Saman Abbas was a second-generation Pakistani living in Novellare, Italy. She had turned 18 earlier this year. Saman disappeared in late April and is presumed dead. According to Italian authorities, she was likely killed by her uncle, Danish Husnain, and two cousins, possibly in connivance with her parents, Shabbar Abbas and Nazia Shaheen. The reason? Saman did not agree to marry the cousin her parents chose for her and wanted to marry someone of her own choosing. Earlier, she had sought protection at a Social Services shelter. She returned home on April 22, possibly to collect some paperwork to get herself a passport. An alternative theory is she returned after an SMS from her mother that said: “Please get in touch, come back home. We are dying (without you). We will do as you say”.
Much about the case is still conjecture. The police are still looking for Saman’s remains in the agricultural fields where her father and other family members worked. Her parents are wanted for questioning but have left Italy for Pakistan. One of the cousins has been arrested in France, extradited to Italy, and is now being interrogated. The uncle and other cousin are still in hiding.
The case is mentioned almost every day on the main radio and TV channels, and whatever happens in the coming months, it has again turned the spotlight on Pakistan and Pakistanis living in Italy. The right-wing, anti-immigrant parties have lost no time to take to talk shows, and print and social media to point out that immigrants, in particular Muslims, will never adapt to the norms and laws of Italy, or any European country. According to these parties, immigrants might appear hardworking, law-abiding citizens, but at home they are retrograde criminals. Such rhetoric not only feeds biases and hatred, but also poisons ongoing political discussions about important topics such as giving Italian nationality to children of immigrants born here. Presently, such a right does not exist and has created a sub-class of second-generation immigrants with limited rights, including the right to live and work in Italy.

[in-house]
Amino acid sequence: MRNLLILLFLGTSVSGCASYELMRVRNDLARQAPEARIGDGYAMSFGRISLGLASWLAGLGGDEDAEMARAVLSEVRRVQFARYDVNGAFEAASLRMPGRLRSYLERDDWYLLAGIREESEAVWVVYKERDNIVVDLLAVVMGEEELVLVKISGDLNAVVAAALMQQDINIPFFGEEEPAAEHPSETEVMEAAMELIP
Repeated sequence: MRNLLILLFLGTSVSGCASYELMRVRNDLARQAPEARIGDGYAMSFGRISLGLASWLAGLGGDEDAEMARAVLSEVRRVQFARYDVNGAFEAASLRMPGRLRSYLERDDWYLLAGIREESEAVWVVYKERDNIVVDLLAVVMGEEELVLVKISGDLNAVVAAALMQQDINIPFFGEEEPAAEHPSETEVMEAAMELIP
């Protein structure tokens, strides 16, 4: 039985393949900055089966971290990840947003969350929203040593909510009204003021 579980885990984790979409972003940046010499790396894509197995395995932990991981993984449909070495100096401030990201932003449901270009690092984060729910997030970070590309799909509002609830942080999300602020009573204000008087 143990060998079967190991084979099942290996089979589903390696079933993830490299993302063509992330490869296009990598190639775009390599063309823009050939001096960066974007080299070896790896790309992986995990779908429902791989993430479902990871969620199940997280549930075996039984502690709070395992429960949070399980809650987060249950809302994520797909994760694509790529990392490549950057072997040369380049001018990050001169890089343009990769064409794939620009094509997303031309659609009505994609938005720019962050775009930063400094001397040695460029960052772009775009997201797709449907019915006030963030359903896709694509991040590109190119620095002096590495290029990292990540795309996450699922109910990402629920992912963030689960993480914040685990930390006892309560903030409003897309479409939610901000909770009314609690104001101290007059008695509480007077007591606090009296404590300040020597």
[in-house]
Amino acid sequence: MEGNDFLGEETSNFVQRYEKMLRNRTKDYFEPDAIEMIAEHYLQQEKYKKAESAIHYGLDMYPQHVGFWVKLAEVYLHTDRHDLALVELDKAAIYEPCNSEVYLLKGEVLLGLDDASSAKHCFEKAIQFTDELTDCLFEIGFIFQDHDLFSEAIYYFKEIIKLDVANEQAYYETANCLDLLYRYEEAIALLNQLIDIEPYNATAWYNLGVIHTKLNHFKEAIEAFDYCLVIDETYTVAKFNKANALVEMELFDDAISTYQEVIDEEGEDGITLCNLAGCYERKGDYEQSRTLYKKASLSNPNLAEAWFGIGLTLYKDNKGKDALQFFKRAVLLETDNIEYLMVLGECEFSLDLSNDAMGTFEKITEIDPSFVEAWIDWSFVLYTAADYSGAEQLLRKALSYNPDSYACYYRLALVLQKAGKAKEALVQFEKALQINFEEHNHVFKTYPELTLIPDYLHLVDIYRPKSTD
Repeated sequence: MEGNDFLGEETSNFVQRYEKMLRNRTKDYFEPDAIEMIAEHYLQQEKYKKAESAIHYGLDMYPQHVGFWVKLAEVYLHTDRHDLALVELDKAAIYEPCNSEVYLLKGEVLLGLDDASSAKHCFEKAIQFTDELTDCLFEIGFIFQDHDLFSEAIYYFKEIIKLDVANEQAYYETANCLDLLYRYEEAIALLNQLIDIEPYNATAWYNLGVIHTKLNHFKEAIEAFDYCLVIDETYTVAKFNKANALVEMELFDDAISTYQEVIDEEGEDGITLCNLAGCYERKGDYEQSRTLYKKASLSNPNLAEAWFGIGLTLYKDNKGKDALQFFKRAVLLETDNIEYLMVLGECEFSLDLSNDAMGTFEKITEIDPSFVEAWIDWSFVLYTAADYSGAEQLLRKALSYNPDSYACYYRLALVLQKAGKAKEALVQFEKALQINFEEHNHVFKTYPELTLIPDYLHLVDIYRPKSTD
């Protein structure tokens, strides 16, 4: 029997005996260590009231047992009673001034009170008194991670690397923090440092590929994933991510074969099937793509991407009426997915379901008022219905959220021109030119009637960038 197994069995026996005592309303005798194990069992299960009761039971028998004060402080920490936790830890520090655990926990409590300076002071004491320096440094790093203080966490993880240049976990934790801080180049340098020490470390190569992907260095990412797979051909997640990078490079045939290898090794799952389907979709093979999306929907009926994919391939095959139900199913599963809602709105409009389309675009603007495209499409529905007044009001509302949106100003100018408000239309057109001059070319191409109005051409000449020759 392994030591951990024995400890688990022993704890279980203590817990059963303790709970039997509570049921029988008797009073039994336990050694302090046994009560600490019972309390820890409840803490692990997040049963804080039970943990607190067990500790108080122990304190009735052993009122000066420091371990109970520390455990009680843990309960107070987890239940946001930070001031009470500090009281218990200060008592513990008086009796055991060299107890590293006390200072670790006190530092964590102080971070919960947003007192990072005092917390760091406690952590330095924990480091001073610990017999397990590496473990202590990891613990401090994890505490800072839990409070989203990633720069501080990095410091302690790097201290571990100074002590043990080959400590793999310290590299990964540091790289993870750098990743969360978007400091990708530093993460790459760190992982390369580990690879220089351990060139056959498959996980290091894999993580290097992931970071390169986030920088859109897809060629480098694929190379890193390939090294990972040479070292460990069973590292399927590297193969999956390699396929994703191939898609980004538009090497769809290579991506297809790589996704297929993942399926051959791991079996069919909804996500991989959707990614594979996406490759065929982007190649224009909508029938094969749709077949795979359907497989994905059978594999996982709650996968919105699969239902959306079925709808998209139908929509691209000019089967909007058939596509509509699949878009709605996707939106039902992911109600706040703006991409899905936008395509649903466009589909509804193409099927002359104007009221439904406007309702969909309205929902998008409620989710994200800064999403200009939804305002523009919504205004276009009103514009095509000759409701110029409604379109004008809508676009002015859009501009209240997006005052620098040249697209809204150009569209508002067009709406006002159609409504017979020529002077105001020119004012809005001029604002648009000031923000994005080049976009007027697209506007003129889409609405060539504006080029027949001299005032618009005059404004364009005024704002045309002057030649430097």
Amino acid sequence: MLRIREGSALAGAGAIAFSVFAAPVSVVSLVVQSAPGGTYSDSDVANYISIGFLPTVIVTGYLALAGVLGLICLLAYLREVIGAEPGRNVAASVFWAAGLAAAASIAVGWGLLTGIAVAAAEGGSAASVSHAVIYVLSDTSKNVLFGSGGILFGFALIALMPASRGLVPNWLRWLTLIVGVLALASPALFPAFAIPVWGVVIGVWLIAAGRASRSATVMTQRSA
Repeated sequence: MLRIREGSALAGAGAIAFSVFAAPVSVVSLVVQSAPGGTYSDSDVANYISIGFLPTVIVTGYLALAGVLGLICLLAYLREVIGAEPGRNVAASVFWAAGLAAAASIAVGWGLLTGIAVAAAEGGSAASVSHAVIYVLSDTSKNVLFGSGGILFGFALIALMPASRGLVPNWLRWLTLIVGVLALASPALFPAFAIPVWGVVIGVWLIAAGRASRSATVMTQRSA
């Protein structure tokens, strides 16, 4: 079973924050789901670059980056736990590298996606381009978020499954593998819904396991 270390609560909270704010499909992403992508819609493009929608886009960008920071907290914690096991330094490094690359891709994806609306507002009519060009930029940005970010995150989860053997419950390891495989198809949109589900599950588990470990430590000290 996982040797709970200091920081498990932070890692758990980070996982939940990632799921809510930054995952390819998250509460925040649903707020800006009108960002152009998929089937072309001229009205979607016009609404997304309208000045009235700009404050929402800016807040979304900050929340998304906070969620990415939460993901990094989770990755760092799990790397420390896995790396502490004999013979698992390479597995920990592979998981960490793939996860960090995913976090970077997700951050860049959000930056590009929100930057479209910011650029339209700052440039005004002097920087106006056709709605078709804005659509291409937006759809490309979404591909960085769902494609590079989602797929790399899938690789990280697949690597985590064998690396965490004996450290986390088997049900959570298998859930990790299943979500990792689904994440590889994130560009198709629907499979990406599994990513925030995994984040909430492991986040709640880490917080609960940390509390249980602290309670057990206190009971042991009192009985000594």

Leaders of the Pakistani community and diplomats in Italy have spoken out against the crime. But what stays in public memory are statements such as that made by Saman’s younger brother: “In our culture, it is acceptable that a girl runs away from home, but if she stops being a Muslim, she is killed. She (Saman) did not behave as a Muslim.” He apparently also said, “The Quran [says] if one stops being a Muslim, one is buried alive with the head outside the ground and then stoned to death. In Pakistan this is what we do.” This is how he tried to justify the murder. And what an image of Pakistan by a boy who has most likely never been there!
What can the Pakistani community in Italy do to prevent such things? And if they do occur, they should be seen as individual acts of madness and not a reflection of the mentality of all of us. Two things are urgent.